The export competitiveness of India and many other countries in the business of cross-border trade would be disrupted in the short run due to an increased cost of the carbon tax. However, it is expected that the trade in various sectors such as pharmaceuticals, textiles, organic products, and refined petroleum products is set to grow in the upcoming years which are among the top commodities exported by India.

As there is no scheme equivalent to carbon taxation present in India, it would pose a greater risk to the Indian market since the market share of India would be absorbed by those nations which have a framework of carbon pricing systems or are eligible for exemptions.

India must undertake several measures to mitigate the adverse effects of CBAM, including:

  • Introduction of schemes like Production Linked Incentive and national policies for steel and aluminium that promote production while adhering to predefined carbon emission levels and standards.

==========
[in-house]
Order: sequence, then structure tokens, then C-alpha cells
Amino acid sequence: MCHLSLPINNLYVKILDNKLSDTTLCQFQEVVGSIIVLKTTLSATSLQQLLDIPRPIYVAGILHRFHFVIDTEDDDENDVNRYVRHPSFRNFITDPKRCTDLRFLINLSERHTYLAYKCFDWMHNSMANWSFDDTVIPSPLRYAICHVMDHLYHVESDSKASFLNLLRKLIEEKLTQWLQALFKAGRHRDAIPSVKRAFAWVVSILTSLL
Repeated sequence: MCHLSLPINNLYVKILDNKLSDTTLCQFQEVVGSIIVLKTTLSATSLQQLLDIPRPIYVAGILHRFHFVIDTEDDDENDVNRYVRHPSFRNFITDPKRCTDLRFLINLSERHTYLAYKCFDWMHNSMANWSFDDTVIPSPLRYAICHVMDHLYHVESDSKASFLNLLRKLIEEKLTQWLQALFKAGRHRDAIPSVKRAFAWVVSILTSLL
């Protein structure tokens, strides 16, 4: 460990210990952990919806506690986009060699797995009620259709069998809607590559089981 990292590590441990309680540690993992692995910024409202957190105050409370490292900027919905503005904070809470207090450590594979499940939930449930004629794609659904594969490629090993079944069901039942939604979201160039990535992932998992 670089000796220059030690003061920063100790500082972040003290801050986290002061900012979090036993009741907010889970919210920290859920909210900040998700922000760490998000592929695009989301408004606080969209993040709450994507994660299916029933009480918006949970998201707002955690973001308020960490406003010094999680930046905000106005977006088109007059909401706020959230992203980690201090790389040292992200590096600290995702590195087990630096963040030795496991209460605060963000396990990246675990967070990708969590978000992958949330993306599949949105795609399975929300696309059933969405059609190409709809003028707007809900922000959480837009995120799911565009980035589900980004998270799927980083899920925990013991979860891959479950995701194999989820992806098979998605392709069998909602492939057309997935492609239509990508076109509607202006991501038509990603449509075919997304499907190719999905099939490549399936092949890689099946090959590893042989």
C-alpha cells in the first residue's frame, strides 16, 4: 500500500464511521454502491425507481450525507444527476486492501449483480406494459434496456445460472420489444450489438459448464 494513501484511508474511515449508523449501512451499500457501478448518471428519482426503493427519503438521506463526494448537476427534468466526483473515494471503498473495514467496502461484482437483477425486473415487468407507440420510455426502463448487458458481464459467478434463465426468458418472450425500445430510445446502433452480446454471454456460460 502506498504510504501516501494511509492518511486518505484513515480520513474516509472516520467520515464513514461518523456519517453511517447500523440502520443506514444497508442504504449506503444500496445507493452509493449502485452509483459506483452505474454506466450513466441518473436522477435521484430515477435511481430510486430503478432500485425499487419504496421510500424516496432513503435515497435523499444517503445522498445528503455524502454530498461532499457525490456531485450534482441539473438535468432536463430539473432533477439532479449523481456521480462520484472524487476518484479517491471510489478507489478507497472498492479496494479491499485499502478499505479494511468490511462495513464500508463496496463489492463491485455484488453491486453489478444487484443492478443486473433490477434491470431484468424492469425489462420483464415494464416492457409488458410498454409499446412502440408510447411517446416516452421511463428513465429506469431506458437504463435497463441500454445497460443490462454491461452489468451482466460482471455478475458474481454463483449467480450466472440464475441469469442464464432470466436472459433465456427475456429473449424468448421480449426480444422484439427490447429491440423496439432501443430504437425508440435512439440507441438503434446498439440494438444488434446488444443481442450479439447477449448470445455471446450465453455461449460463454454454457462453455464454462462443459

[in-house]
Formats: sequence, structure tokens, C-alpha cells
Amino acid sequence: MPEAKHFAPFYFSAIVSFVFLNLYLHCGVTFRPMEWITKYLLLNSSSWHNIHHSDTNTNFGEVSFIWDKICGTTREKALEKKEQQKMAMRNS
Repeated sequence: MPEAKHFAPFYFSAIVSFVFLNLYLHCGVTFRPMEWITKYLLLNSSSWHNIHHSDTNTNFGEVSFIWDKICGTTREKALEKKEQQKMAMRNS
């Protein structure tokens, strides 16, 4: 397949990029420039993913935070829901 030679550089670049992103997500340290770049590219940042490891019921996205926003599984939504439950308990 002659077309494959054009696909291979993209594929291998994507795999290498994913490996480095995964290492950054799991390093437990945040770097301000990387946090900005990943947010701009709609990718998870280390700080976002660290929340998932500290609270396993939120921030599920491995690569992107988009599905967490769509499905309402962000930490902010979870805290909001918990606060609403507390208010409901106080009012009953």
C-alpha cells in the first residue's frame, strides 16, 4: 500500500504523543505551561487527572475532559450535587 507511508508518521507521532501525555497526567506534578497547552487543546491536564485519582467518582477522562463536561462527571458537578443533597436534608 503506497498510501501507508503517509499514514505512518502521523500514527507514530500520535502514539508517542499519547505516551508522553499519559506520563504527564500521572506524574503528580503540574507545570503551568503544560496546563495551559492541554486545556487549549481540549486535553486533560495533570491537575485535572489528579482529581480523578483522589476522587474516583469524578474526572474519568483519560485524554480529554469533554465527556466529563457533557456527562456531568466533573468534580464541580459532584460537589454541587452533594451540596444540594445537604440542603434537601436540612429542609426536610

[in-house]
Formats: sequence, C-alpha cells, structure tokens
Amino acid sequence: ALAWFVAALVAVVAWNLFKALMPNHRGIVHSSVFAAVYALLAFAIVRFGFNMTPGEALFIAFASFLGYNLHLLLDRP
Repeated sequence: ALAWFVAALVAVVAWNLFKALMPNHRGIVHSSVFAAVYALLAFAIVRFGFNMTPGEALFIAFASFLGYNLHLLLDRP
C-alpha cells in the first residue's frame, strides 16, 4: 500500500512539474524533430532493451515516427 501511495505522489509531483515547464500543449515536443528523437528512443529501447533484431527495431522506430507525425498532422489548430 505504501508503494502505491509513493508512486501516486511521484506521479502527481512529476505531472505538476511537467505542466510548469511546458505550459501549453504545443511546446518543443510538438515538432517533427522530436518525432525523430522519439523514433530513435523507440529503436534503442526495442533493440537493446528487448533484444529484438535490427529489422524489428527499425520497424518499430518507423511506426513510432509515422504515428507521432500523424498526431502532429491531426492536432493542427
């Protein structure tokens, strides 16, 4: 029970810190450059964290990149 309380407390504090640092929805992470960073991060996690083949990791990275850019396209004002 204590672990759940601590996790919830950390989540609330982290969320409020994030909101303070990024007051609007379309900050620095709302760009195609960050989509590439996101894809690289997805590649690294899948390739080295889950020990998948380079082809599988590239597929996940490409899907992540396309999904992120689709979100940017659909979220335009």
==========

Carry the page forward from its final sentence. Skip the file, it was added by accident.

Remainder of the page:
• Stringent implementation of decarbonization principles to reduce the production sector’s dependence on coal and other carbon-intensive fuels. This would lead to lower carbon ratings and subsequently result in reduced taxation.
  • Indian manufacturers must also set negotiations with the EU in order to consider various factors and reduce the carbon taxation regime. Moreover, various incentives for “green” production units should also be provided.


The implementation of carbon taxes in import and export trade has had detrimental effects on Indian exports to the European Union, resulting in increased import costs for the EU and export costs for India. This situation has raised concerns about potential economic setbacks for the country.